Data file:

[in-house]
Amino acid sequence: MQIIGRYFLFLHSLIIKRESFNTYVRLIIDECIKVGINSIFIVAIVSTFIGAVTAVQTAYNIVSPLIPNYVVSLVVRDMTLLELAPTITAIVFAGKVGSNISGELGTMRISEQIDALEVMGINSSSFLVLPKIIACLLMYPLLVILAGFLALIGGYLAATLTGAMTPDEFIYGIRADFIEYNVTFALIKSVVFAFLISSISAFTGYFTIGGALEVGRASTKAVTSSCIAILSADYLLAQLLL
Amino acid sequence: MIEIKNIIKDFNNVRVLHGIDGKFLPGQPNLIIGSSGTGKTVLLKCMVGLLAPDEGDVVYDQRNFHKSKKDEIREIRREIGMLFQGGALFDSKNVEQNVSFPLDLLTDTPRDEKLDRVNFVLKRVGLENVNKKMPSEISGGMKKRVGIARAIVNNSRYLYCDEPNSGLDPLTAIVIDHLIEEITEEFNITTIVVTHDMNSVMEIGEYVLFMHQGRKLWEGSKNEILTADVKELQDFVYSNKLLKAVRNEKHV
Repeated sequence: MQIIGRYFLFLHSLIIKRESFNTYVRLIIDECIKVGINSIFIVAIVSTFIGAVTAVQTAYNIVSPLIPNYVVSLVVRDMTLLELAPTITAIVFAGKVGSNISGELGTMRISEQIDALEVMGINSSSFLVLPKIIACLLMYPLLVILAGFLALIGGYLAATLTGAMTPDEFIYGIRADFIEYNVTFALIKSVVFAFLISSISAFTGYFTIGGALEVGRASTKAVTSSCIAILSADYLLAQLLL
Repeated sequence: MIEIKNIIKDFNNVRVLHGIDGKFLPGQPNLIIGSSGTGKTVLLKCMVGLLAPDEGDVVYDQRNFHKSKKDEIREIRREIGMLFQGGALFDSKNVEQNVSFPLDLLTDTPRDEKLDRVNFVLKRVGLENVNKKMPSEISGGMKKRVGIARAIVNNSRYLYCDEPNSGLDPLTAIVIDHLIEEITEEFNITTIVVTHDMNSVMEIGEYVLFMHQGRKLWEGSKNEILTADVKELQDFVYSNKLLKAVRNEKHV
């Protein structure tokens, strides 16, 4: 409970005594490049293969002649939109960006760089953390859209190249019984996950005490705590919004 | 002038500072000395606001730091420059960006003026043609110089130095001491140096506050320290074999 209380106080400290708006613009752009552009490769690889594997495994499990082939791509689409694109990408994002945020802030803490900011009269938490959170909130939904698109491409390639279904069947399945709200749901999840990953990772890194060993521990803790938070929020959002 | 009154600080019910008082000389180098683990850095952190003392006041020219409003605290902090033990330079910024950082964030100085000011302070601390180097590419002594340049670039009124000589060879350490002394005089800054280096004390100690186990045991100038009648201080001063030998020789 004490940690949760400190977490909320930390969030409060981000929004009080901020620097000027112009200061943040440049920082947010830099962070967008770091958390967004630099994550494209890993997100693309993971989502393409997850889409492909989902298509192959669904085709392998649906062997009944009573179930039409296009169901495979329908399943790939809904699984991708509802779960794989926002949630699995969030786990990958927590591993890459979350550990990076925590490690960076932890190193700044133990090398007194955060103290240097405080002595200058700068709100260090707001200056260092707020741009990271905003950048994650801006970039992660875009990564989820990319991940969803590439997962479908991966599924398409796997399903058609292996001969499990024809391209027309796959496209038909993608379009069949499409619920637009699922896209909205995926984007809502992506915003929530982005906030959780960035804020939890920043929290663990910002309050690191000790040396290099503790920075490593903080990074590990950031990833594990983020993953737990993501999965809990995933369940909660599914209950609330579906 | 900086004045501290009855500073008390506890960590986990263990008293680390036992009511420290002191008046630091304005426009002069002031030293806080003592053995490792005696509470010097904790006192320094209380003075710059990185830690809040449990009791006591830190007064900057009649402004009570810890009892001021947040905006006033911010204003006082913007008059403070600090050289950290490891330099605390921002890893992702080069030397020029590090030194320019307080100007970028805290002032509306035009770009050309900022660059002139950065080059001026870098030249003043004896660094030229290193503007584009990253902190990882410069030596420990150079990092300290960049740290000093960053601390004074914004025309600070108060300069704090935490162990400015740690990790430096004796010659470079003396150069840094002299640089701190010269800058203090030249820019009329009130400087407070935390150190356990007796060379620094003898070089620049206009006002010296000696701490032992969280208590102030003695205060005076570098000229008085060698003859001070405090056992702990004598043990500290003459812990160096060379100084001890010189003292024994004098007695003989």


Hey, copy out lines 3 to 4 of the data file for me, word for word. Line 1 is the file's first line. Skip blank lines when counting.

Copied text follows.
Amino acid sequence: MIEIKNIIKDFNNVRVLHGIDGKFLPGQPNLIIGSSGTGKTVLLKCMVGLLAPDEGDVVYDQRNFHKSKKDEIREIRREIGMLFQGGALFDSKNVEQNVSFPLDLLTDTPRDEKLDRVNFVLKRVGLENVNKKMPSEISGGMKKRVGIARAIVNNSRYLYCDEPNSGLDPLTAIVIDHLIEEITEEFNITTIVVTHDMNSVMEIGEYVLFMHQGRKLWEGSKNEILTADVKELQDFVYSNKLLKAVRNEKHV
Repeated sequence: MQIIGRYFLFLHSLIIKRESFNTYVRLIIDECIKVGINSIFIVAIVSTFIGAVTAVQTAYNIVSPLIPNYVVSLVVRDMTLLELAPTITAIVFAGKVGSNISGELGTMRISEQIDALEVMGINSSSFLVLPKIIACLLMYPLLVILAGFLALIGGYLAATLTGAMTPDEFIYGIRADFIEYNVTFALIKSVVFAFLISSISAFTGYFTIGGALEVGRASTKAVTSSCIAILSADYLLAQLLL